Dr. Gorman further commented, “You have to remember when you do extra credit, it’s usually two points or five points. Then when you look at the total number of points, which could be five hundred or something like that, it’s a really small number of points that you’re talking about. So it’s really not so much about the points than it is about trying to get kids to participate in different things which add to the culture of the school.” Many students can validate Dr. Gorman’s statement- the intention of most non-work-based extra credit is to get students more involved in school and community events. For instance, some history classes offer extra credit for attending historical and civic events in the community, such as the local Martin Luther King, Jr. Day celebration or “Meet the Mayor.” While the process for approving a field trip can be long and tedious, such extra credit activities are easy ways to incentivize students to celebrate landmark moments in history and get involved in their community at large.
Extra-credit-motivated community involvement also extends to school events. For example, students may earn a few extra points by attending a Maroon and White recital, sports game, or New Players production. While these events are largely free to attend, a New Players ticket can cost up to $15, potentially creating an attainment gap between students who have disposable income and students who do not. However, this gap rarely materializes as students can often gain the same number of points by attending a free event as they can by attending a ticketed event. The gap is also rare because, again, extra credit points are almost inconsequential in determining a student’s final grade. In addition, students who are unable to take part due to the monetary stipulation are always assisted by school funds. Ultimately, the motivations of these extra-credit opportunities are pure, as teachers are merely trying to encourage students to support their peers.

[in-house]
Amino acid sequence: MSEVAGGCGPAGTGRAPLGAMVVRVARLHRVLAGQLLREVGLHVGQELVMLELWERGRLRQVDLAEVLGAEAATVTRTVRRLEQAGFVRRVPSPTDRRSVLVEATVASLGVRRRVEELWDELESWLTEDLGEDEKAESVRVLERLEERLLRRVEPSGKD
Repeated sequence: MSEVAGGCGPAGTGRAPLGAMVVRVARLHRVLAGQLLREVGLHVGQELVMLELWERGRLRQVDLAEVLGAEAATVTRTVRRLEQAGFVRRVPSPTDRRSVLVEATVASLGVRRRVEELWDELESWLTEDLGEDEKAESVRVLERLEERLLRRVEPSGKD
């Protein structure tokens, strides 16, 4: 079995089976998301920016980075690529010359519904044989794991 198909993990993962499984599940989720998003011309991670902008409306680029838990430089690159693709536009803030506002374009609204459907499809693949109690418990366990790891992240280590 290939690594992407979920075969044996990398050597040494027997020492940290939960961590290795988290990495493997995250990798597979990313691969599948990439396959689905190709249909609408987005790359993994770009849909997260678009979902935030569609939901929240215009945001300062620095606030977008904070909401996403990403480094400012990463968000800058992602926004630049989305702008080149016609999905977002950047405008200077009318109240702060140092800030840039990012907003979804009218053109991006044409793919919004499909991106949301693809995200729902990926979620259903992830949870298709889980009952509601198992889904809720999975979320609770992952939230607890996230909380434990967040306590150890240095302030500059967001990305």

Additionally, these types of extra credit opportunities aren’t unique to Ridgewood. Leonia High School similarly asks students to go to events and bake food for a total contribution of around $5-$15. Even Bergen County Academies, the most prestigious school in the region, offers extra-credit to students who attend school plays. These extra credit practices have even farther reach- for example, Arcadia High School in California offers extra credit opportunities that require around $5-$15.
Clearly, extra credit is not a phenomenon that is unique to RHS. However, RHS is still the center of this “controversy.” As Dr. Gorman commented, “Ridgewood High School is definitely under the microscope, and we do attract a lot more press than other surrounding districts do.” He added, “It’s unfortunate that they take a certain slight angle and they really blow it out of proportion in some sense to make a bigger story. It’s unfortunate because I think a lot of the things they have painted Ridgewood High School as are not true. And I think a lot of the kids agree with that, that it has not been an accurate portrayal of who we really are.” And Dr. Gorman is correct- many of the students here do agree that this controversy has erroneously cast the school’s character in a negative light.
As for policy changes, the school is currently investigating the issue and will soon come up with a response, whatever that may be. Dr. Gorman commented, “The way I look at it, there’s only three ways you could go about the whole thing. Ban extra credit outright, find some kind of middle ground, or continue with the current practices. Those are the only three ways you could go.” While the extra credit situation currently remains in limbo, we’re going to have to wait until next fall to see the outcome of this incident.
Swathi Kella & Eddie O’Keefe
editors in chief
Graphic: Erin Kim